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By | Gavin Clarke 18th November 2011 09:44

Microsoft Dryad trampled in Hadoop stampede

Redmond flees wild big-data crunching elephant

Microsoft is surrendering to the Google-inspired Hadoop it once sought to challenge with its own big-data crunching architecture.

There will be no further updates to Dryad, officially called "LINQ to HPC", and Dryad won't be developed as a product, Microsoft has said.

The news was tucked in a blog post announcing availability of the Windows Azure HPC Scheduler and HPC Pack 2008 R2.

Microsoft will instead make Hadoop - an open-source project represented by a cartoon yellow elephant - run better on Windows Sever and Windows Azure, Microsoft's cloud architecture, the company said.

The company in October announced it would integrate Hadoop with the forthcoming SQL Server 2012 database following development of a set of bi-directional connectors.

The work has been undertaken in partnership with Hortonworks, the Hadoop-engineering service and support start-up spun out from Yahoo!'s engineering group.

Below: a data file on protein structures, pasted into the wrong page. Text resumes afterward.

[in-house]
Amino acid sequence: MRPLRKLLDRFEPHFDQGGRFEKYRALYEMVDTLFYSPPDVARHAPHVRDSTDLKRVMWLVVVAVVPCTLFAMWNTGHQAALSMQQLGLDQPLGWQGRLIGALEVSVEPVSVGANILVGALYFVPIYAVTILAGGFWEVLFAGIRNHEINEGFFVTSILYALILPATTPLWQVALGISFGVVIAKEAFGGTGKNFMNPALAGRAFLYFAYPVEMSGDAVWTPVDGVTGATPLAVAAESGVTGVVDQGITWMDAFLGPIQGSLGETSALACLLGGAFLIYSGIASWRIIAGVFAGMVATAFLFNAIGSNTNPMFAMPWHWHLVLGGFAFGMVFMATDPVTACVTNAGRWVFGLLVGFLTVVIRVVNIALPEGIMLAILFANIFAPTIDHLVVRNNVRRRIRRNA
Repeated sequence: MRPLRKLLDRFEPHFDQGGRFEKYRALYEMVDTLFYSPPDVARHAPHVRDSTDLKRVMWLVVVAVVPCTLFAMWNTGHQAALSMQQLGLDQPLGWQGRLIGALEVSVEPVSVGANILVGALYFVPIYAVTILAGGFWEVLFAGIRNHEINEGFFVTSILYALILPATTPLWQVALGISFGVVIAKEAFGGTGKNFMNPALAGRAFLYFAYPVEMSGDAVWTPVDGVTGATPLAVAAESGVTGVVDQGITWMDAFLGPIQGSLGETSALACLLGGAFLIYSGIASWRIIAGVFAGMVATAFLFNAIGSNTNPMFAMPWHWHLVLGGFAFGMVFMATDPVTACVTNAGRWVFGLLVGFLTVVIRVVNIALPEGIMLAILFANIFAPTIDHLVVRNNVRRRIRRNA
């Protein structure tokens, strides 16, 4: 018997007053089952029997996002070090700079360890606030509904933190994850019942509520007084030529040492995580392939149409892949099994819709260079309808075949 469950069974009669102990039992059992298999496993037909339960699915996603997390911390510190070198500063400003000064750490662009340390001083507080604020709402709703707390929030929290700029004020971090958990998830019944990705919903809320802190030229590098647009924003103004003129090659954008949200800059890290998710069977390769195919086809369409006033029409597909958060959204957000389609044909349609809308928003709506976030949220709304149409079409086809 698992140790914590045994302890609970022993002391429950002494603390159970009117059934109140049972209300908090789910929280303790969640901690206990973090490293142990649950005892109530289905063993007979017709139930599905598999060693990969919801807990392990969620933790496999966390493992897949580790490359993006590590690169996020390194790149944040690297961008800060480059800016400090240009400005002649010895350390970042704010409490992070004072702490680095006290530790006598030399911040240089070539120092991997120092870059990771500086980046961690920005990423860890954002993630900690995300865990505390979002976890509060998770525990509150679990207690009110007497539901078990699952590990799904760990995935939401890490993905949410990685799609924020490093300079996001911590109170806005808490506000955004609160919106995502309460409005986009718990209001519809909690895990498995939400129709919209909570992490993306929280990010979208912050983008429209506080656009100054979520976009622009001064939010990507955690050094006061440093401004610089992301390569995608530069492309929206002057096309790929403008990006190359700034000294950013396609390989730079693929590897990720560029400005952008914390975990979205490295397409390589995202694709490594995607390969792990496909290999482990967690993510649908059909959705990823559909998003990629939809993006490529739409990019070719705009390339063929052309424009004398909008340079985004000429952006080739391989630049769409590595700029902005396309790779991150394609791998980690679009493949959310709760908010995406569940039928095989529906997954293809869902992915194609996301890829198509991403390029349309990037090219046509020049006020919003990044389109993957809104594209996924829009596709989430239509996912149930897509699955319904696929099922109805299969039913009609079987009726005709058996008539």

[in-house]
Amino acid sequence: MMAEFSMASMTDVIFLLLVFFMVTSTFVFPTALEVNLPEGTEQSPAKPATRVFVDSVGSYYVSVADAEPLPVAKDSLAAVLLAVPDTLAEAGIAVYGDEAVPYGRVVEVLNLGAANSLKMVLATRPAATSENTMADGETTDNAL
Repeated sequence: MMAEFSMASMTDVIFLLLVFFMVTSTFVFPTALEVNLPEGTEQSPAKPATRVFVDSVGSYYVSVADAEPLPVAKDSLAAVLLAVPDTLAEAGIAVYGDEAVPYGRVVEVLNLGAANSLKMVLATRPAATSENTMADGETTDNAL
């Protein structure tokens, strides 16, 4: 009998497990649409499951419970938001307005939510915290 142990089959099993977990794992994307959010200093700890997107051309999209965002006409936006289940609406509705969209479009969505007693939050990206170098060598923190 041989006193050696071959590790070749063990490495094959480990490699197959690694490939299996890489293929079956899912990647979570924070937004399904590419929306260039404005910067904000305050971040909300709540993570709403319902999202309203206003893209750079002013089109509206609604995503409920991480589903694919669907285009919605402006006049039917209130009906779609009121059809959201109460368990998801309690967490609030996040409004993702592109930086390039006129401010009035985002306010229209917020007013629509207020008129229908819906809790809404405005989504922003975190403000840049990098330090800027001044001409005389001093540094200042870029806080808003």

Dryad had been in development at Microsoft Research since about 2006 and was only released to beta in May this year.

One Microsoft-friendly consultant claimed Dryad had been used within Microsoft for "several years".

Hadoop is an open-source Java implementation from Doug Cutting of Google's MapReduce, with Cloudera but formerly with Yahoo!. Cutting was hired by Yahoo! around the same time Dryad emerged inside Microsoft Research.

Hadoop processes large amounts of data over networks of distributed, clustered servers. Unlike Dryad, Hadoop has seen widespread adoption within its mother company and the broader community: users include Amazon, Facebook and Twitter – while Hadoop is also a project with Apache.

Microsoft came to Hadoop inadvertently, through the acquisition of semantic search specialist Powerset in 2008. Powerset ran on Hadoop, but a year and a half after the acquisition, Powerset was taken off Hadoop by Microsoft because it didn't run well on Windows.

Powerset is now part of Bing, and it's not clear whether Microsoft's return to Hadoop means that the big-data architecture inspired by Google is now running on Microsoft servers underpinning Bing against Google. ®

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